Jenkins also vented that the Washington supreme court had simply rejected what he felt were clear and obvious legal points in favor of Betcha.com's position. Although the court seemed to disagree with Betcha.com's arguments, that doesn't mean that the court was engaged in illogical reasoning, or misunderstood the arguments. Sometimes, a court understands an argument perfectly, but just isn't buying the argument a party is selling.
My knowledge of the Washington Gambling Act is limited to reading the briefs and watching arguments in both Betcha.com and Rousso. But, I think Betcha.com's argument, while creative, is too clever by half. As the state argued, traditional gambling debts with bookies are technically unenforceable, and technically a loser never has to pay off a winning wager. Nonetheless, traditional gambling is clearly barred by statute. If Betcha.com's argument is accepted, traditional bookies could circumvent the law by merely telling gamblers—with a wink and a nod—that they had no obligation to pay if they lost. Similarly, the Betcha.com argument on bookmaking would arguably make the bookmaking statute unenforceable against traditional bookmakers who do not book wagers, but merely charge a fee for matching up bettors. This interpretation would allow anyone to open an online sports gambling site (or a site allowing gambling on any future event, say, the Oscars or an election) without regulation, basically making the bookmaking statute superfluous (a result that courts disfavor).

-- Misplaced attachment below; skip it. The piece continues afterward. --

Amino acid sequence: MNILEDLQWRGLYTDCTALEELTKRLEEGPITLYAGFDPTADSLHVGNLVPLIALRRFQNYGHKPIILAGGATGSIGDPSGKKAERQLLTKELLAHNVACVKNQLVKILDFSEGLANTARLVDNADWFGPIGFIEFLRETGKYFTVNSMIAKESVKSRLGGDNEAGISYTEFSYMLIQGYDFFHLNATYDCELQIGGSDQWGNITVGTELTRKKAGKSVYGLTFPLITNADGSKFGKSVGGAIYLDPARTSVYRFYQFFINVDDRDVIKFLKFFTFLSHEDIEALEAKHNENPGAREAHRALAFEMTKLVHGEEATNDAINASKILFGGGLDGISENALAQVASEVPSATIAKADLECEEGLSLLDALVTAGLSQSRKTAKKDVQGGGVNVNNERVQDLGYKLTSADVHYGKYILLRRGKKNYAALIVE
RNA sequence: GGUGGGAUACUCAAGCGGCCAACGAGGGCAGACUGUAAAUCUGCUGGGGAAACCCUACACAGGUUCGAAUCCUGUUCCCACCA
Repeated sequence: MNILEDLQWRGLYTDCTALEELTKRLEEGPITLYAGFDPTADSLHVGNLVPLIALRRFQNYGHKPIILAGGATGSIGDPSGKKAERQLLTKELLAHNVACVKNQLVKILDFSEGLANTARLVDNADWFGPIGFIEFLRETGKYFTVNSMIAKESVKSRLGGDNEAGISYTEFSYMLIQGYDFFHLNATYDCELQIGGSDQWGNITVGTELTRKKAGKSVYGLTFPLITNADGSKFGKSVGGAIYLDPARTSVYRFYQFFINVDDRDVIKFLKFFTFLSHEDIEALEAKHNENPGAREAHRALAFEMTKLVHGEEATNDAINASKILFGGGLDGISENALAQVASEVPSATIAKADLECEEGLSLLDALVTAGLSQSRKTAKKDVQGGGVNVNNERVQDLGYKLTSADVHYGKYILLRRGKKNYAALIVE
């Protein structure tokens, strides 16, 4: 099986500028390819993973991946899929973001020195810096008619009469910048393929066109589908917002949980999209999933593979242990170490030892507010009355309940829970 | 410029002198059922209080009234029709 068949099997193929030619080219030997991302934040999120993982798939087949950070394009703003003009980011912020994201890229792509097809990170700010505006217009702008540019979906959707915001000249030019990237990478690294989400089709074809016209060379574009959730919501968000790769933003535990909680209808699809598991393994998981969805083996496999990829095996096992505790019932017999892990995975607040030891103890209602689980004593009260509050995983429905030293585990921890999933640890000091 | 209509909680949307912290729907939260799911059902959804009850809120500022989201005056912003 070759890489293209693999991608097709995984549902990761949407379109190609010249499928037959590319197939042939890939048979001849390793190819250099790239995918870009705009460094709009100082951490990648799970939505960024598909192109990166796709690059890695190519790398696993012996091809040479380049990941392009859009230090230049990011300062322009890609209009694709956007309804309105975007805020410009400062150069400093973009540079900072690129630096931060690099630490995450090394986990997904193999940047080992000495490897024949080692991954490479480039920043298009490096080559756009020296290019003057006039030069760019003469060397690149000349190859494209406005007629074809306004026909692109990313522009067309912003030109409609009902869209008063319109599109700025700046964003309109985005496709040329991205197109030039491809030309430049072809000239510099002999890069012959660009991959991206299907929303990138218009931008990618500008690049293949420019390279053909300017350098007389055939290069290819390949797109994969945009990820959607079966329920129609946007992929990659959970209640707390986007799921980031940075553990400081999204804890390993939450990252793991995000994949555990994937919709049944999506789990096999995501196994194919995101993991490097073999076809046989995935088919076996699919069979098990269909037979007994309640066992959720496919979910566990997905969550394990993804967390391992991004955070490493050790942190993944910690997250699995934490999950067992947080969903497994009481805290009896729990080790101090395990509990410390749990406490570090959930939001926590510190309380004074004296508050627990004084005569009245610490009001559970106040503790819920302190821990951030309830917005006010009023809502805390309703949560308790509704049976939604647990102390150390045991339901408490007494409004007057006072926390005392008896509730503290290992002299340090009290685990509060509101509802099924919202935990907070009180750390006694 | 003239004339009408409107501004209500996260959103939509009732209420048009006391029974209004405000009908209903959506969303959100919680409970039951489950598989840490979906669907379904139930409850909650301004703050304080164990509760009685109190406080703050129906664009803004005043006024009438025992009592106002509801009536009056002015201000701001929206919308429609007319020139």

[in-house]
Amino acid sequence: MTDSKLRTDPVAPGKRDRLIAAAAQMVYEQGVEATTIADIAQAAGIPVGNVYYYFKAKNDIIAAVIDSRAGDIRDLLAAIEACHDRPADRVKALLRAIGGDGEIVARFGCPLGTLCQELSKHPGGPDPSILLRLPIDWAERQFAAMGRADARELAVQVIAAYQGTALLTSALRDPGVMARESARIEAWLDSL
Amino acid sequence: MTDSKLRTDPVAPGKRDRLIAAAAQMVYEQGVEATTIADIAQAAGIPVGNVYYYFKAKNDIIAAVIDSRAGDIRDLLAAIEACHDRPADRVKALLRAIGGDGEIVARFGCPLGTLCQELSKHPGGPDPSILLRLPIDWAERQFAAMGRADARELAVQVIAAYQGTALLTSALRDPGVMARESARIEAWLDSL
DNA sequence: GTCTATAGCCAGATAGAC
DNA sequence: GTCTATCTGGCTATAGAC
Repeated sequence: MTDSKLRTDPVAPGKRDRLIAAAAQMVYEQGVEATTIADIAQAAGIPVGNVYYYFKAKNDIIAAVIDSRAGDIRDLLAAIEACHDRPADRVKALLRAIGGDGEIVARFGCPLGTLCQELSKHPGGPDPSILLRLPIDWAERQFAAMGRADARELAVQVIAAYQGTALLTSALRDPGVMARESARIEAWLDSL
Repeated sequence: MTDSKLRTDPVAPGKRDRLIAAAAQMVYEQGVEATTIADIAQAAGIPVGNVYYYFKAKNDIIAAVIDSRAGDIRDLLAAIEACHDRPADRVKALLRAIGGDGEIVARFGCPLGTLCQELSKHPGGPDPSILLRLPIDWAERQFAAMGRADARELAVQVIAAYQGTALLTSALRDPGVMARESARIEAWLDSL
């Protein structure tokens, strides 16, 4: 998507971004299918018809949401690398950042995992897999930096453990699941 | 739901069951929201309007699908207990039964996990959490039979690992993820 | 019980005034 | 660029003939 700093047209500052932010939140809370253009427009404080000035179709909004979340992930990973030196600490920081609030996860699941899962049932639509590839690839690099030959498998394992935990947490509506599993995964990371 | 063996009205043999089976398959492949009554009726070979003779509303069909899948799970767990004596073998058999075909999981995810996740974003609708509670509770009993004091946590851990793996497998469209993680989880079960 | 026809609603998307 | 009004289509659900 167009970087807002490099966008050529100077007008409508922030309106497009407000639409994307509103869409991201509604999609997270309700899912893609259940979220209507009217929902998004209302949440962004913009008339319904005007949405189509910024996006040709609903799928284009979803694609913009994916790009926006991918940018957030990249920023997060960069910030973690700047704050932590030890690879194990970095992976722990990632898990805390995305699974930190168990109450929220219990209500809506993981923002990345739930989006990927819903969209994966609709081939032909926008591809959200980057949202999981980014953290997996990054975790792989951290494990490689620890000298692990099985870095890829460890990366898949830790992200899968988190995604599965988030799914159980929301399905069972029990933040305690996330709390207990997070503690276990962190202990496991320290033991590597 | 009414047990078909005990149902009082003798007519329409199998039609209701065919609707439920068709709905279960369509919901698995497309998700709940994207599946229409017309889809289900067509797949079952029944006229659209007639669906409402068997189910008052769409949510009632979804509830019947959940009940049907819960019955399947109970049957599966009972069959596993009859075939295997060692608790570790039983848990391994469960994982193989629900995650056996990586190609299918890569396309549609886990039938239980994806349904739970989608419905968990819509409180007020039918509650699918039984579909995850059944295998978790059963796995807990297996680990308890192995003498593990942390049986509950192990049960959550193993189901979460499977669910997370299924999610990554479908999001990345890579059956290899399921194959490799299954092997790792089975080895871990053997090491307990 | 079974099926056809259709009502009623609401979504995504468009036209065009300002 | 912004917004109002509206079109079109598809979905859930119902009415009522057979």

Although I am in favor of legalized online sports gambling, and the actions by the state seem vastly disproportionate to any real risk posed Betcha.com's fledgling operation, I think the most likely result is a ruling finding that Betcha.com violated the state's illegal gambling and bookmaking statutes. Betcha.com's arguments are certainly creative, but the "welching" option really feels like a gimmick to skirt the law. A ruling in favor of Betcha.com would likely render the state's gambling statutes virtually unenforceable against traditional sports bookmakers, and I doubt the Washington supreme court will want to open that particular door. Still, it is an interesting case to keep an eye on.